Generally speaking, in Ohio, a covenant not to compete means that the employee will agree not to work for any of their employer's competitors upon leaving the company. Such agreements are also known by the term "non-compete clauses". Compensation may be paid for employees who sign the covenant, or at times the employment may be conditioned upon such an agreement.
When are Covenants not to Compete Unenforceable?
Whether a given judge will enforce a non-compete agreement is difficult to know in advance. While employer's interest are significant, the courts of Ohio also put a high level of importance on a person's ability to pursue their desired employment opportunities. Consequently, a court will generally only uphold non-compete clauses which under the circumstances are considered to be reasonable. A court will usually hold non-compete clauses to be unreasonable if they involve unusually long periods of time or if they cover a geographic region surrounding Columbiana that is excessively large.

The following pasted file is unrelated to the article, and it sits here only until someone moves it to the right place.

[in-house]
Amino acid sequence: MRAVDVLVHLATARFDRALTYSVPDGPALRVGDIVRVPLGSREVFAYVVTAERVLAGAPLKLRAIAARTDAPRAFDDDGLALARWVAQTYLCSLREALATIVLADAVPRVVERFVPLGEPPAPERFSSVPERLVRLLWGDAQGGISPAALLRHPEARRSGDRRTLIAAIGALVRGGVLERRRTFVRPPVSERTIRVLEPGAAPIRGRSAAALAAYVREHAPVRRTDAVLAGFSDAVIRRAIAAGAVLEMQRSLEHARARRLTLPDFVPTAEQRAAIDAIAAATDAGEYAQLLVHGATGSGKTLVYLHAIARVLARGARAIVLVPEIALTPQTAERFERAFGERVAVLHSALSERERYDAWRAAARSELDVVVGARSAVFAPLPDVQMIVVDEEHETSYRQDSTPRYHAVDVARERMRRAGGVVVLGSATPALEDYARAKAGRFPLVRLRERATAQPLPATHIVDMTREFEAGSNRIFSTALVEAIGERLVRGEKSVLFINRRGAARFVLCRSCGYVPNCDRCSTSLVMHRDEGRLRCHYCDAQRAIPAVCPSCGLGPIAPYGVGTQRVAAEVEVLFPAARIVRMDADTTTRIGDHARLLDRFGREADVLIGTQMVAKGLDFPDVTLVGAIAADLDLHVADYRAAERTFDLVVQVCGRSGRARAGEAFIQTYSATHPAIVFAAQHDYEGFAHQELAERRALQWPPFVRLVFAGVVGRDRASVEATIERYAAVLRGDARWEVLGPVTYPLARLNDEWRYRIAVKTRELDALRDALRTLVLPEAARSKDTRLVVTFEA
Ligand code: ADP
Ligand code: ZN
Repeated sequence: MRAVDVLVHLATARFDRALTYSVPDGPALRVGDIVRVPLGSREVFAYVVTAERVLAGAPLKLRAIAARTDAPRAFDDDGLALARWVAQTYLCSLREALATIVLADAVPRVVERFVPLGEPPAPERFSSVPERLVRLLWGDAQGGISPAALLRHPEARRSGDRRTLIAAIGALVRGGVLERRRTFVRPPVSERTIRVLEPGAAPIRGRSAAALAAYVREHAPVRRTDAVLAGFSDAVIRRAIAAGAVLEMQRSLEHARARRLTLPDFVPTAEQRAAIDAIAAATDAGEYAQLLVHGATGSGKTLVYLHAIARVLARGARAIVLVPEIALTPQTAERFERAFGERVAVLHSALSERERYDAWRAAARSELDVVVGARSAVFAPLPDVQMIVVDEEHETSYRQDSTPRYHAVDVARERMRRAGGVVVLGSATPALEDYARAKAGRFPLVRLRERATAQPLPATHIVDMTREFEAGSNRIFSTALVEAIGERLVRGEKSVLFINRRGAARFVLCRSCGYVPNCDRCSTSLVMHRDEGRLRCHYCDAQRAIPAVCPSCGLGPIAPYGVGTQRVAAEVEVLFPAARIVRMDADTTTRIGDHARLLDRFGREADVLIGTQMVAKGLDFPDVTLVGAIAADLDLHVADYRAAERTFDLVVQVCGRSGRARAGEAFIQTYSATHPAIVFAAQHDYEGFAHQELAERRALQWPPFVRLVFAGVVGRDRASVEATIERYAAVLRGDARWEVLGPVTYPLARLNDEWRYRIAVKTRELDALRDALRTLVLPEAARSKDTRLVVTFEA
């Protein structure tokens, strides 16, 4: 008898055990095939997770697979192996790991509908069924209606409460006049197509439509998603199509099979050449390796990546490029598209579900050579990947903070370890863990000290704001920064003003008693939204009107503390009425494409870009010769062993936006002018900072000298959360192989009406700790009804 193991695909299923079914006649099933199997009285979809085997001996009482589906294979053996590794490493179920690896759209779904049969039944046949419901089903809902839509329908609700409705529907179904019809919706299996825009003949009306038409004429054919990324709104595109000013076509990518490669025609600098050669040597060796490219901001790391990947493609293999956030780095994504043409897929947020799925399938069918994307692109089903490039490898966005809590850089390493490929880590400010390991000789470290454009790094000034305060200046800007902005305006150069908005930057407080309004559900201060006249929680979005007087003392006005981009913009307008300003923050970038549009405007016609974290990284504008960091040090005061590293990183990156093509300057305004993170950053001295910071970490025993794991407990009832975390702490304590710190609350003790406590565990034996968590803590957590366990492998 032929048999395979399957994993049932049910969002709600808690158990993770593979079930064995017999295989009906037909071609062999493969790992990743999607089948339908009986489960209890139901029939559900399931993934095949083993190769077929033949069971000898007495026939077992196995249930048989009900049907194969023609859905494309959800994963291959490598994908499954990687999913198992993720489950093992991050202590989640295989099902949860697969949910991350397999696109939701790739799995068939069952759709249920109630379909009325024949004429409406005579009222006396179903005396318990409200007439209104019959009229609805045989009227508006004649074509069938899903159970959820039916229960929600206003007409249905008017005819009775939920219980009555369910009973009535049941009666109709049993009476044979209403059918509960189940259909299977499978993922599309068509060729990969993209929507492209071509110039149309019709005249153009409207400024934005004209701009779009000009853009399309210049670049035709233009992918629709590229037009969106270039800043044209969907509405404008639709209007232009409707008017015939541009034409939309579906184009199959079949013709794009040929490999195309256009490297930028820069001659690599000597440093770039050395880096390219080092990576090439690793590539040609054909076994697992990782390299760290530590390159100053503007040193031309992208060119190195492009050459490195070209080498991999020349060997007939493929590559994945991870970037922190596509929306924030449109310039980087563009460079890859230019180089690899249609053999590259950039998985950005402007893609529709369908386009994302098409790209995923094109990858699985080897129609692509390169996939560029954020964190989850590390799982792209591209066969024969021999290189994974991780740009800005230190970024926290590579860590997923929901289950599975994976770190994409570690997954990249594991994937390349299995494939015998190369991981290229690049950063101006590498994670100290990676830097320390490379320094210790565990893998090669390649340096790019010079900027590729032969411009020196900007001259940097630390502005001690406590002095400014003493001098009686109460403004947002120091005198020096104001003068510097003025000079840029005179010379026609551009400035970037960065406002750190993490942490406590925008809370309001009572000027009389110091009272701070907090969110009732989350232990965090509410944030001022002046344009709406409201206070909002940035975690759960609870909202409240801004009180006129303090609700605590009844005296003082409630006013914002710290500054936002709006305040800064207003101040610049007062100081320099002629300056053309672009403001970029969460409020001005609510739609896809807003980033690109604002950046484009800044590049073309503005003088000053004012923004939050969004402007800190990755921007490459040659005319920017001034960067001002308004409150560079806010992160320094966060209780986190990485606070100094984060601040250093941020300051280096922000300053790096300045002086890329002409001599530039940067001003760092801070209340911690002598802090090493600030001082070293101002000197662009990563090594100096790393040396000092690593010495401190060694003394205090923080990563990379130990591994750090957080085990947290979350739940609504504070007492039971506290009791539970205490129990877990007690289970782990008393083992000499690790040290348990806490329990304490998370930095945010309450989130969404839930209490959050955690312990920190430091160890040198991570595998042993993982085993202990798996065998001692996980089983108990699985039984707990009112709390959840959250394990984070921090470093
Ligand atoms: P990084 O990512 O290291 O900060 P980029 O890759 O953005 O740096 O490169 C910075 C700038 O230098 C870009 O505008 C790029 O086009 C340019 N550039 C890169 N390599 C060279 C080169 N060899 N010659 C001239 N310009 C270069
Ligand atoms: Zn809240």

Covenants must also be limited to restricting dealings with those competitors that are rationally related to the employer's industry. Finally, the covenant not to compete must have a legitimate business purpose which is behind the employer's motivation for requiring the agreement.
Do I Need an Attorney when Dealing with a Covenant not to Compete?
You may want to hire a Columbiana, Ohio lawyer to review the covenant before signing any agreements that may limit or restrict your rights. The lawyer will then be able to negotiate any modifications to the contract as needed, or they can even draft a new one should it be required by one or both parties. Employers can receive useful advice from an attorney should they decide to sue a worker for breaching a covenant, and employees who have signed such covenants can also benefit from a lawyer's counseling.